By Daren Mueller and Alison Robertson, Department of Plant Pathology

We recently collated and summarized data from soybean fungicide small plot trials conducted by Iowa State University faculty and staff, and on-farm trials conducted by the Iowa Soybean Association On-Farm Network, the ISU Corn and Soybean Initiative and the ISU Northwest On-Farm research program.

  • For the total 831 observations, the overall mean yield response was 2.18 bu/A. 
  • Yield response of small plot trials (282 observations) was 1.67 bu/A, compared with 2.44 bu/A for on-farm strip trials (549 observations).  
  • The mean yield response varied among years: 2.11 bu/A (for 8 observations in 2006), 4.42 bu/A (16 observations, 2007), 2.37 bu/A (599 observations, 2008) and 1.46 bu/A (208 observations, 2009).
  • Applications at R2 and R3 resulted in the highest mean yield response (2.32 bu/A and 2.42 bu/A, respectively).  The mean yield response for a fungicide application at R1 was 1.07 bu/A, while the mean yield response at R4 and R5 was <1 bu/A.
  • The mean yield response was greatest for fungicides that contained a strobilurin, either alone (2.52 bu/A) or in a premix (2.13 bu/A).
  • Disease ratings were not taken from all plots. Where noted, brown spot, downy mildew, Cercospora leaf blight and frogeye leaf spot were rated. The predominant disease was brown spot. Mean yield response was greater when disease severity in a field at R5 was >5 percent (1.79 bu/A) compared with disease severity <5 percent (0.68 bu/A).
  • Based on the price of soybean of $9.48 and $24 product + application, the breakeven yield response is 2.53 bu/A

Considerations for 2010
In our research, we have found that foliar disease severity in Iowa seldom reaches high enough levels to impact yield significantly. The warm, wet start to the 2010 growing season, however, has been favorable for brown spot development in the lower canopy. If this weather continues (warm with frequent rains), we could see brown spot move up into the mid-canopy of soybean plants, and impact yield. Thus, a foliar fungicide application at R3 could be a good decision.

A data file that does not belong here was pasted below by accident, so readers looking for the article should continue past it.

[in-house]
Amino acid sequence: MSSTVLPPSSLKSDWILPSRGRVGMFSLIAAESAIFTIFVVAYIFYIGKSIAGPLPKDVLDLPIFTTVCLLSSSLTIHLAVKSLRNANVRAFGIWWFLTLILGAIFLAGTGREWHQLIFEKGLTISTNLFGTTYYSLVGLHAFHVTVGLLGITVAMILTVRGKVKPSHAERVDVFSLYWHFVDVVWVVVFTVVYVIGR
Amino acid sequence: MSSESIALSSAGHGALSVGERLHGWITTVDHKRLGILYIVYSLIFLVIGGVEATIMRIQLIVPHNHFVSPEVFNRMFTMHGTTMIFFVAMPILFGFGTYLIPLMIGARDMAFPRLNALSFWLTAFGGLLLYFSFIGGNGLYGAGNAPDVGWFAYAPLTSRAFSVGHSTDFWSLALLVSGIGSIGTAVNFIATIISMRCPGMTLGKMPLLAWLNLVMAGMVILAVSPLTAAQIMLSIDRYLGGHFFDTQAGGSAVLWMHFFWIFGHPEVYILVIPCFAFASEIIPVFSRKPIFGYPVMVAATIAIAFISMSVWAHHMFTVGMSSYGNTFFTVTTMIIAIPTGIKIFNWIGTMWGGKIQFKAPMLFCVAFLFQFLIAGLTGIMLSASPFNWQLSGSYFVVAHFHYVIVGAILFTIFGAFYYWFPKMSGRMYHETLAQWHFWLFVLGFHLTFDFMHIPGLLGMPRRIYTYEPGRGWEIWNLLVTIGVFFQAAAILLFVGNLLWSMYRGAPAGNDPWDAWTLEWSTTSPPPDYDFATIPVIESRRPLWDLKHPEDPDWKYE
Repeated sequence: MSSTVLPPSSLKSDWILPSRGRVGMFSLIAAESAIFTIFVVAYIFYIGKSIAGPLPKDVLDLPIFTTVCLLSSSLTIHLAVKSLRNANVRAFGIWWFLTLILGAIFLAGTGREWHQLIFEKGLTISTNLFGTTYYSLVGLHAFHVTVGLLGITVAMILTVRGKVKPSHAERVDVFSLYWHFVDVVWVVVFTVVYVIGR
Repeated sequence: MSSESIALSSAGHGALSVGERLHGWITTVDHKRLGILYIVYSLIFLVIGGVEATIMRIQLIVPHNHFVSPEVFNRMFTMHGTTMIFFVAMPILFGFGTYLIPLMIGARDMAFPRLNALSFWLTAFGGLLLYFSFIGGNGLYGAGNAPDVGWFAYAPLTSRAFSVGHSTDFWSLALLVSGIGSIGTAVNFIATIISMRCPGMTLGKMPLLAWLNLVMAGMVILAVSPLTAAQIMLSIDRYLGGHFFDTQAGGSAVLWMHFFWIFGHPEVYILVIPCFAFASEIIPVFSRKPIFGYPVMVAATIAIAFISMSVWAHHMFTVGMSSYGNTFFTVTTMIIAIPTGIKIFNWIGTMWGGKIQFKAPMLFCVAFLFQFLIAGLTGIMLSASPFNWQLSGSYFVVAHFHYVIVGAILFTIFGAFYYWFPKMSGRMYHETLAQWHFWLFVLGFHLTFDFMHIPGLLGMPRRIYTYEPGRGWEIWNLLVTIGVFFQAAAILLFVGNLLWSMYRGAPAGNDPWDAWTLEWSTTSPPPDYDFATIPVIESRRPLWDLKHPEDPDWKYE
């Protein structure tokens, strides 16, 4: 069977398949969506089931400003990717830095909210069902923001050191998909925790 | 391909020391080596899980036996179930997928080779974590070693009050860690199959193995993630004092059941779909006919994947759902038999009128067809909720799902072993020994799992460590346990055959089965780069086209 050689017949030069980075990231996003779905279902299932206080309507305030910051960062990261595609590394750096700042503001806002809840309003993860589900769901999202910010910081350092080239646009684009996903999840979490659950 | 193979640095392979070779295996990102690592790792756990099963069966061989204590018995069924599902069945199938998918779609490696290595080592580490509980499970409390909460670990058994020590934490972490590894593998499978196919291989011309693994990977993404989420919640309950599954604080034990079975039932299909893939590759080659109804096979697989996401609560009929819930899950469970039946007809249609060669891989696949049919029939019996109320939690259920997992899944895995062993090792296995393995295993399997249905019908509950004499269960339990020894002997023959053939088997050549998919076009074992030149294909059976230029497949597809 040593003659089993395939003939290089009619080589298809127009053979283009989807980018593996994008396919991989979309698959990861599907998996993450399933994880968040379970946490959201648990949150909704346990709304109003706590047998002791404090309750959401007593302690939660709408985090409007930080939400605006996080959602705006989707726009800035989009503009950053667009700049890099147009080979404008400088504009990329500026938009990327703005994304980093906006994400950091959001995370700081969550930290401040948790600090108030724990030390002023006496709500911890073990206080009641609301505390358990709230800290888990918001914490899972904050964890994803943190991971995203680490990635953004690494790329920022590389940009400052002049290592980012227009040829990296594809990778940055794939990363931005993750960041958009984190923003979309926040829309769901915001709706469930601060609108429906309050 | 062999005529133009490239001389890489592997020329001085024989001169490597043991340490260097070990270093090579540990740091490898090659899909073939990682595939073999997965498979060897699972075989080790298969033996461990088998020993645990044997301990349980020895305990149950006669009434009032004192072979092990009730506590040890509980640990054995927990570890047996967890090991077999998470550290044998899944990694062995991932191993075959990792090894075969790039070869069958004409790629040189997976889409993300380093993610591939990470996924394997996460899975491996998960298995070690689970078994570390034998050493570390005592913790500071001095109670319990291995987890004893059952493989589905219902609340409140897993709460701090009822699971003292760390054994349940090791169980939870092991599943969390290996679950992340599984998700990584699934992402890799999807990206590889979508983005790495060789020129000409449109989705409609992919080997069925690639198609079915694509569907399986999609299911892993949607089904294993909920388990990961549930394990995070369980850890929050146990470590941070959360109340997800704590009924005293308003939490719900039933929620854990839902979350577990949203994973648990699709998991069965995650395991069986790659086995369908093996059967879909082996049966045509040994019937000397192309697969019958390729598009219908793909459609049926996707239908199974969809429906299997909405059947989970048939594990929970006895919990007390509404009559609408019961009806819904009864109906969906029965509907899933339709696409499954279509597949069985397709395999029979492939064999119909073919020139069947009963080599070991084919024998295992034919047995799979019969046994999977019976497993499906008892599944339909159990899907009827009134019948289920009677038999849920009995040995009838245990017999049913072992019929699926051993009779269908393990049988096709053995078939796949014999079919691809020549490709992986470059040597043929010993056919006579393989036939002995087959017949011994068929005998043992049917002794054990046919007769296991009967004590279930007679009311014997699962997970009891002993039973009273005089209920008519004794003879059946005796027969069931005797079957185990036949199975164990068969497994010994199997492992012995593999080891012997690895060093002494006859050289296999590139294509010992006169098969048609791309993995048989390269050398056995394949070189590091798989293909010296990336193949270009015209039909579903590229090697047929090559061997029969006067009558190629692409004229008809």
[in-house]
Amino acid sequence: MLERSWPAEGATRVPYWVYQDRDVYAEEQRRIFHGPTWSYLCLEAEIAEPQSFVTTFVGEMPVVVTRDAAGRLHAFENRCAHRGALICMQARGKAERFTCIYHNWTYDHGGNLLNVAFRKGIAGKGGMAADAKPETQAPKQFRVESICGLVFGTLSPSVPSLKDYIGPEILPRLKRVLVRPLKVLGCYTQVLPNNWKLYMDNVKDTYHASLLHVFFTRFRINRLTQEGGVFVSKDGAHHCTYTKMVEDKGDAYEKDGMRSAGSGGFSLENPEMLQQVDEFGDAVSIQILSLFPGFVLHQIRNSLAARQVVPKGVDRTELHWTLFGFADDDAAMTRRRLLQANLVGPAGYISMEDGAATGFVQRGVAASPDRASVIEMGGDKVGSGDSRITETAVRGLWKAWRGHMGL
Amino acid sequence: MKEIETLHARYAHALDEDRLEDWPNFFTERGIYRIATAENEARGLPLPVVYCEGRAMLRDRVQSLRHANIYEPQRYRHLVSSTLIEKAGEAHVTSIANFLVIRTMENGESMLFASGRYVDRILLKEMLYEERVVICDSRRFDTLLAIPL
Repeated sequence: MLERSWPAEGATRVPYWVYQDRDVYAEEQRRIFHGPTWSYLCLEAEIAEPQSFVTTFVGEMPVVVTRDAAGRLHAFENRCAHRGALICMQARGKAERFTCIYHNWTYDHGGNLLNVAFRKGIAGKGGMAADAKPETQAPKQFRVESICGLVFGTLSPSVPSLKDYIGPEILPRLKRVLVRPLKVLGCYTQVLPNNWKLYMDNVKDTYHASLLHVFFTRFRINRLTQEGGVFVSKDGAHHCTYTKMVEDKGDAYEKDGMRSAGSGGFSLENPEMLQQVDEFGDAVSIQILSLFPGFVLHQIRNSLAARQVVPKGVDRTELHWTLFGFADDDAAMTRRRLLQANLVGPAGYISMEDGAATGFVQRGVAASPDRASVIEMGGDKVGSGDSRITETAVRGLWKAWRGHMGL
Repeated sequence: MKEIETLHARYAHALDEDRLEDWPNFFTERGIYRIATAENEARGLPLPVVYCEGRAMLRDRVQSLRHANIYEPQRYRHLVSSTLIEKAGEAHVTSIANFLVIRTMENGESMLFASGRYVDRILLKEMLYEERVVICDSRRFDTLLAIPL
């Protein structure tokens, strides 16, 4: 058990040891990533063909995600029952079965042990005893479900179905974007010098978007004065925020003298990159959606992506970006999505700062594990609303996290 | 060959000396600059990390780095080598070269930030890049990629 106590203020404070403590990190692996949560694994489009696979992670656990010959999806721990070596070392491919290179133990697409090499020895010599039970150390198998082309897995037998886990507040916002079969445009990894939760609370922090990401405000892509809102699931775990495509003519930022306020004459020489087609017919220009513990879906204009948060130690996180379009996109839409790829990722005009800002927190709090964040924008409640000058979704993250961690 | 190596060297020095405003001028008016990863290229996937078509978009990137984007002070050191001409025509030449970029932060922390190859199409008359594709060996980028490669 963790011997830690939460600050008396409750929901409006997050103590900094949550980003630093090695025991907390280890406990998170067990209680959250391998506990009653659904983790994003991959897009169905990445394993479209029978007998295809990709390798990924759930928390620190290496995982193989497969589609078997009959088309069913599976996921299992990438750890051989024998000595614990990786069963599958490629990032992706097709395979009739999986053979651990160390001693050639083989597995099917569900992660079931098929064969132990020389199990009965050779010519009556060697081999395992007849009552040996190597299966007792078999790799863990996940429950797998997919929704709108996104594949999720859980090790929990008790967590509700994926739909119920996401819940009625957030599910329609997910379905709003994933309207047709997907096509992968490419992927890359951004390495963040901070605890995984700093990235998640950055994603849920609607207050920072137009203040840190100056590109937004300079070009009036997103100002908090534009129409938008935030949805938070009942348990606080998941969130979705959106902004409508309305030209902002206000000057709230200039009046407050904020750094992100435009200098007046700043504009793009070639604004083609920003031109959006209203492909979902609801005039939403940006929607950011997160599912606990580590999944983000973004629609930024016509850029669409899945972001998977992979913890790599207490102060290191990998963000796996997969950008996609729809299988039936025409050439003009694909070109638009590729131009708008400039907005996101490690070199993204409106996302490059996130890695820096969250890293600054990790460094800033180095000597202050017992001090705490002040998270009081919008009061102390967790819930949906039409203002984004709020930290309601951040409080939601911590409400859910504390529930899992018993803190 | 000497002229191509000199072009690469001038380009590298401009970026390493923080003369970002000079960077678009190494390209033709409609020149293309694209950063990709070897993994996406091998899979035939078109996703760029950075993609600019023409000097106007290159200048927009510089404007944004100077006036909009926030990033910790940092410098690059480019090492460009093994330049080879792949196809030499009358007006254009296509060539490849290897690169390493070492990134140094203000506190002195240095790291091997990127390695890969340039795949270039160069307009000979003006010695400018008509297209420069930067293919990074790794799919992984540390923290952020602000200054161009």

Other things to consider before applying a fungicide include economics (e.g., the price of soybean, and price of product plus application). Scout fields to determine disease pressure. Specifically, check on brown spot severity in the mid canopy. Frogeye leaf spot also may occur in the mid-canopy and Cercospora leaf blight in the top canopy. 

Daren Mueller is an extension specialist with responsibilities in the Corn and Soybean Initiative. Mueller can be reached at (515) 460-8000 or by email at dsmuelle@iastate.edu.
dsmuelle

Alison Robertson is an assistant professor of plant pathology with research and extension responsibilities in field crop diseases. Robertson may be reached at (515) 294-6708 or by email at alisonr@iastate.edu.

Summary: Foliar Fungicide on Corn in Iowa (2007 – 2009)

By Daren Mueller and Alison Robertson, Department of Plant Pathology

Data from corn fungicide small plot trials conducted by Iowa State University faculty and staff, and on-farm trials conducted by the Iowa Soybean Association On-Farm Network, the ISU Corn and Soybean Initiative and the ISU Northwest On-Farm research program were recently collated and summarized:

  • For the total 574 observations, the overall mean yield response was 4.04 bu/A.